Melanitta stejnegeri - Macreuse de Sibérie
- Size: cm
- Wingspan: -
- Weight: -
Stejneger's Scoter is a large diving duck in the east of the Eurasian continent. The former taxon Macleae duck has recently been split into 3 new species, the Eurasian Macreuse duck (or simply macreuse duck), the Stejneger's Scoter, which we are interested in here, and which occupies the eastern part of the continent and the White-winged Macreuse duck that occupies the northern part of the North American continent. Stejneger's Scoter has thus become monotypic.
Stejneger's Scoter is very close in all respects to the macreuse duck, to the point that the taxon is not yet recognized by all. It is recognized by the IOC*, hence its inclusion in oiseaux.net.
I will only mention what distinguishes it from the macreuse duck. The adult male in nuptial plumage has an even more exotic beak. The upper mandible is bicolored, red on the culmen and 3/4 of the top, yellow-orange on the remaining quarter. A black line, more or less important, marks the lower limit. The lappet is dark orange. But above all, at the base of the beak, the black swelling is much more developed and overlooks the nostrils, like a wattle. The day can be seen through the joint nostrils.
The female is very similar to the female macreuse duck. Same dark brown plumage, same pale areas on the sides of the head. In some, a slight puffiness is visible in the upstream nostrils, which allows identification.
The juvenile is female type but paler, with larger and paler head spots.
Subspecific information monotypic species
- Macreuse de Sibérie,
- Negrón siberiano,
- Aziatische Grote Zee-eend,
- Orco marino di Stejneger,
- sibirisk knölsvärta,
- turpan bielokrídly,
- turpan sibiřský,
- Asiatisk Fløjlsand,
- ànec fosc siberià,
- uhla azjatycka,
- Āzijas pīle,
- Горбоносый турпан,
Voice song and cries
Probably similar to the Stejneger's Scoter.
Stejneger's Scoter breeds around small freshwater ponds in the boreal forest and the southern part of the arctic tundra, along inland waters well inland.
The small, isolated population in Kazakhstan breeds in high altitude waters up to 2,000 m.
It winters mostly at sea, usually in the shallower, fish-rich coastal waters. A small number of birds occasionally winter on favorable freshwater bodies. The youngsters stay at sea at the end of the winter and spend their entire second year there.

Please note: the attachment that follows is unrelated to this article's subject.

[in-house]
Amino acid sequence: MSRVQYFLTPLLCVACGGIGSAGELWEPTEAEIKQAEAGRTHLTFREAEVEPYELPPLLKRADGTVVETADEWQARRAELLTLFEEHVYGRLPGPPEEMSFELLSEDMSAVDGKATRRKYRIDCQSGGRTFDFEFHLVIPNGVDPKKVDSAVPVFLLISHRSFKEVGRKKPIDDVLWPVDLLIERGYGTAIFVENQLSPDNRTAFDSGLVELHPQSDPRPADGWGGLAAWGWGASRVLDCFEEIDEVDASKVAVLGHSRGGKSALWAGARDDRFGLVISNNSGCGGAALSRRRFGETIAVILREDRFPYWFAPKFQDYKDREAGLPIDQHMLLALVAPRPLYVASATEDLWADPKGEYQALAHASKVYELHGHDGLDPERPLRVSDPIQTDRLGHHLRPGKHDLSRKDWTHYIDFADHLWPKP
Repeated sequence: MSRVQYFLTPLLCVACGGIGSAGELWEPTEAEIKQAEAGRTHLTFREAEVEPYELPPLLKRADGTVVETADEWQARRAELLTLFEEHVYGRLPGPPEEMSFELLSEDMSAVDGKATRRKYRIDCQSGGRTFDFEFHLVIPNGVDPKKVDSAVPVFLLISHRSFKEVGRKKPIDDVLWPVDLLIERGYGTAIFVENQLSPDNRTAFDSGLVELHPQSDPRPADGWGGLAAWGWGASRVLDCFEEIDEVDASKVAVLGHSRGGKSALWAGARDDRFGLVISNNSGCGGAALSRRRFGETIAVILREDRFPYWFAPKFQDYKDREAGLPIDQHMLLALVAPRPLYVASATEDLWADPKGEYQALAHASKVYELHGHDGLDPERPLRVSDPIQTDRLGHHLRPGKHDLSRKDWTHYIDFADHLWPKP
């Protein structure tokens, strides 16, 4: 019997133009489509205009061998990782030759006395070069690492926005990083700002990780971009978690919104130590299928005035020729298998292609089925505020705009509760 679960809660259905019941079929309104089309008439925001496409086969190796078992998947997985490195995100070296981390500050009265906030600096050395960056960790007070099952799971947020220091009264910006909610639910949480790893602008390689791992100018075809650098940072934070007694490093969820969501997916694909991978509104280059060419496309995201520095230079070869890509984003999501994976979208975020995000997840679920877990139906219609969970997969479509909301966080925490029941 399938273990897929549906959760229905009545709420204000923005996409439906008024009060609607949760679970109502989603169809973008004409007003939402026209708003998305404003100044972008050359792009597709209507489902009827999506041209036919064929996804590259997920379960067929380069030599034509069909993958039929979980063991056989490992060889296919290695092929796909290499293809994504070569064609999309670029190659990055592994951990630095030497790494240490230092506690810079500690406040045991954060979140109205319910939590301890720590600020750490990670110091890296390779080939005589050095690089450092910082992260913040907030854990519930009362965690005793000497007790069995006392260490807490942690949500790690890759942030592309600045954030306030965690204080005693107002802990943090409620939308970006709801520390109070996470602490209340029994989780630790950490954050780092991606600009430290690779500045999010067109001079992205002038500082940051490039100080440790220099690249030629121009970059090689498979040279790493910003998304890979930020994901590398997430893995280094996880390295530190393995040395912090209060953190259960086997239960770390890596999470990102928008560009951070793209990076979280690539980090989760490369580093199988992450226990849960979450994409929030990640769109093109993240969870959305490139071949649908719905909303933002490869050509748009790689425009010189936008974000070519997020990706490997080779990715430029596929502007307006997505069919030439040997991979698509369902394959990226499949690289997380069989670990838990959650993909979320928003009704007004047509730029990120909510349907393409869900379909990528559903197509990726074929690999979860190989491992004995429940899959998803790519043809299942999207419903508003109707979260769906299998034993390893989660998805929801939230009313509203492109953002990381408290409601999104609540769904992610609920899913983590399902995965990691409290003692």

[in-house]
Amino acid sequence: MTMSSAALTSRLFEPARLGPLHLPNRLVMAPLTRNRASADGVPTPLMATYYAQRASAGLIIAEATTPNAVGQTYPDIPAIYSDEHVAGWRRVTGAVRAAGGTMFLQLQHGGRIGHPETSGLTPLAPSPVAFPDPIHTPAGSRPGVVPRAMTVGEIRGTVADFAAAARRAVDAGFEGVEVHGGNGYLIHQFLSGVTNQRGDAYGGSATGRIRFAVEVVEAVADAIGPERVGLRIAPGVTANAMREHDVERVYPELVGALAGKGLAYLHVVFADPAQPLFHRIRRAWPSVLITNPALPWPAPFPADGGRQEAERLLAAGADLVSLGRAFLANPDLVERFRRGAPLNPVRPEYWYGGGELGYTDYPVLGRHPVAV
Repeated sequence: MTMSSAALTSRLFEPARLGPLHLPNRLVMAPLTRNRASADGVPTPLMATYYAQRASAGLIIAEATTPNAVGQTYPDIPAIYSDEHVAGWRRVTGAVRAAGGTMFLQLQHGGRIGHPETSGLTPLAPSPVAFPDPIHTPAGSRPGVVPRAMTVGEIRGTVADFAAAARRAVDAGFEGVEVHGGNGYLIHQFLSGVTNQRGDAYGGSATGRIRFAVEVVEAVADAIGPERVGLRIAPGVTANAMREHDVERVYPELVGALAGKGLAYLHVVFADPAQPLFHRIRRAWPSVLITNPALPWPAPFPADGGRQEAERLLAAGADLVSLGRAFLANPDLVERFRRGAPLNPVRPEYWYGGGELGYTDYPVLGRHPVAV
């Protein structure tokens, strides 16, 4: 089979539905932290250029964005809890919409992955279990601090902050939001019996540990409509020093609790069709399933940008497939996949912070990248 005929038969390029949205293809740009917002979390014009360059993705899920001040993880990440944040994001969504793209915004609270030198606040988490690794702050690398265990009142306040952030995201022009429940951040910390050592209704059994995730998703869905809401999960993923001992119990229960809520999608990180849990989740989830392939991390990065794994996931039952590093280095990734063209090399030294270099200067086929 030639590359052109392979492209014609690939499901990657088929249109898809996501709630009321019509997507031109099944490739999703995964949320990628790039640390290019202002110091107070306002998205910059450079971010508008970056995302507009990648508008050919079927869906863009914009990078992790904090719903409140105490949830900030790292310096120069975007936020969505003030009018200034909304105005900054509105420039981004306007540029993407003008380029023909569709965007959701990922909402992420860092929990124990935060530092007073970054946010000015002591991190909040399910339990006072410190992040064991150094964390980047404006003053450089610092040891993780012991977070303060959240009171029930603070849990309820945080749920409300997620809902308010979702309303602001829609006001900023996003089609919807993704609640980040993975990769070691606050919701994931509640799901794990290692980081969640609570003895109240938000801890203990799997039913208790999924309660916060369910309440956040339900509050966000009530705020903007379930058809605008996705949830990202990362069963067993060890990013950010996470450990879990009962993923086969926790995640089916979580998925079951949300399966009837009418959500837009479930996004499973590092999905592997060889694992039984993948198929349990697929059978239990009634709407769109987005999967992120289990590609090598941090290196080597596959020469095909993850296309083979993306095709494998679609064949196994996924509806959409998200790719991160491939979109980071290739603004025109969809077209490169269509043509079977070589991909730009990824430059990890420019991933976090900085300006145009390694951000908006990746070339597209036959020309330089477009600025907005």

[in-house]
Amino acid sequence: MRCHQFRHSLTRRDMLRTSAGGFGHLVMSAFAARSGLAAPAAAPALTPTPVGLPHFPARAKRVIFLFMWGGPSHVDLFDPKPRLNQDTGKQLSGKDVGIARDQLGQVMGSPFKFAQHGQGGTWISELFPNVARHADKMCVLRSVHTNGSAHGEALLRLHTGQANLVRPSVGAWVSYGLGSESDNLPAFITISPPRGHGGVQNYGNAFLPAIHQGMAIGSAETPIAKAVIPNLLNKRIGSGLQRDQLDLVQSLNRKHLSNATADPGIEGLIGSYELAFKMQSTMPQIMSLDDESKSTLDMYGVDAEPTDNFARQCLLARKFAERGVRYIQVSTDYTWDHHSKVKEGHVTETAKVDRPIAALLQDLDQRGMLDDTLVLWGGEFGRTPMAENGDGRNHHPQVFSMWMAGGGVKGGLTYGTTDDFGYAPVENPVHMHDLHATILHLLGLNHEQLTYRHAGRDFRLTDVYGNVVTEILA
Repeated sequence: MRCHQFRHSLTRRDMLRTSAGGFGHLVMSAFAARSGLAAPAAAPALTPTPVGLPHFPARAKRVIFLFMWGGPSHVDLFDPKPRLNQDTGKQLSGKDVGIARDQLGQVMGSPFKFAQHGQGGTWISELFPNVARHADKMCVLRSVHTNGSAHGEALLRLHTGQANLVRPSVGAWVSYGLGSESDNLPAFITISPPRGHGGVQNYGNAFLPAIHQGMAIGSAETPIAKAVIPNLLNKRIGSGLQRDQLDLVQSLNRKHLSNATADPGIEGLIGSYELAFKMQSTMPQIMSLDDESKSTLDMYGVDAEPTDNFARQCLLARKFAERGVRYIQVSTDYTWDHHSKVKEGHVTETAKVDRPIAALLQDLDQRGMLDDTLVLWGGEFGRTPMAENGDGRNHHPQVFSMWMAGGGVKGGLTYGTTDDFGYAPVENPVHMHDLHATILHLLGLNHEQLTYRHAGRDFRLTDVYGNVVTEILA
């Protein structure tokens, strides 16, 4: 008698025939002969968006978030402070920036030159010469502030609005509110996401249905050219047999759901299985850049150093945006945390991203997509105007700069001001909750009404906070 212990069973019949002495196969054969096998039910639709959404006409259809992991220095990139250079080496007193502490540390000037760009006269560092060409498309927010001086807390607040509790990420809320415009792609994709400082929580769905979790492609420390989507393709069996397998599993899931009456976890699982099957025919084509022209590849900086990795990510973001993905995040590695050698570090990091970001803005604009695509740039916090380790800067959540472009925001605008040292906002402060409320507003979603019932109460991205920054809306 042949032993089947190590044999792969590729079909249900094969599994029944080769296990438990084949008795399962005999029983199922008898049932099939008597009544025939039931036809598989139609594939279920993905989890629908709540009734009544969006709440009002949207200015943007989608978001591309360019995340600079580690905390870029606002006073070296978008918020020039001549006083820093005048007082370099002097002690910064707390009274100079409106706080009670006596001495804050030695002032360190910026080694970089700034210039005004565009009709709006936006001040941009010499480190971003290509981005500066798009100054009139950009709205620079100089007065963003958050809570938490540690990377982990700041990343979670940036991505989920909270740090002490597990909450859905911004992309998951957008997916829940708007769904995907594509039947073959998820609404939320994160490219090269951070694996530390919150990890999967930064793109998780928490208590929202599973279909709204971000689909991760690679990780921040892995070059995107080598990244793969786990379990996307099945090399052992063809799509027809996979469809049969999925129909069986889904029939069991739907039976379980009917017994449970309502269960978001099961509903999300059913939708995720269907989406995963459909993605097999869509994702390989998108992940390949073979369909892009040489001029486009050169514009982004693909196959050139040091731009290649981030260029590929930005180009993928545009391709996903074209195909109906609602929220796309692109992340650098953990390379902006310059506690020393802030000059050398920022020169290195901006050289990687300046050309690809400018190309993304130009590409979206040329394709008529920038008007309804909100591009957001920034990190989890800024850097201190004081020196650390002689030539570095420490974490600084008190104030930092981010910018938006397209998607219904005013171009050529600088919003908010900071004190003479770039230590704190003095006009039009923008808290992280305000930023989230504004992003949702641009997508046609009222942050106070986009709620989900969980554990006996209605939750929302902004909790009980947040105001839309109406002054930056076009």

The only available flying photo at the moment shows us an adult male, with the white patch clearly visible at the back of its wing.
Stejneger's Scoter feeds in the same way as the Common Scoter, by diving using its webbed feet and wings. It captures its prey from its beak between two waters, but mainly from the bottom or even from the soft substrate. During the summer season, it mostly samples among insects, crustaceans and freshwater molluscs. In winter, marine molluscs play an important role in its diet, both bivalves and gastropods. On the coasts of Japan, it mainly feeds on crabs at depths of 30-40 m, which speaks for its diving abilities.
The breeding season usually starts at the end of May or in June, and the birds will leave their sites between August and October. Monogamy is the rule, with one egg clutch. The couples defend a small territory around the nest, which is an advantage when the territories are contiguous in advantageous places. This allows for good density of nesting couples in the vicinity of water areas. They are often close to seabird colonies. The nest is a shallow depression, lined sparsely with vegetation recovered from the surroundings, and hidden away with vegetation. The egg clutch consists of 6 to 9 white-rusty eggs, laid at a rate of one every 36 hours. The female alone incubates them, probably for a period close to that of the common scoter. The chicks are covered with dark brown feathers on top, white feathers underneath, down to the bottom of the neck. Juveniles fly at 50-55 days.
Stejneger's Scoter breeds in the northern parts of Russia, from the Khatanga basin to the Kamchatka peninsula, south to Mongolia and locally in the northeast of Kazakhstan. It also nests on Sakhalin Island. It winters at sea along the Pacific coasts of the mainland, Kamchatka, south of the Sea of Okhotsk, Korean peninsula and Chinese coast, and its islands, Commander Islands, Kuril Islands and Japanese archipelago.
Threats - protection
IUCN conservation status
in the Wild
At present, the species is not classified as threatened, but it has been reported to be in decline in several regions without being precisely quantified. It is therefore a species to watch, but counting at sea is not easy to do and to reproduce regularly.
Sources of information
Translation by AI Oiseaux.net
published: 24-12-2020 - Updated: 29-12-2020
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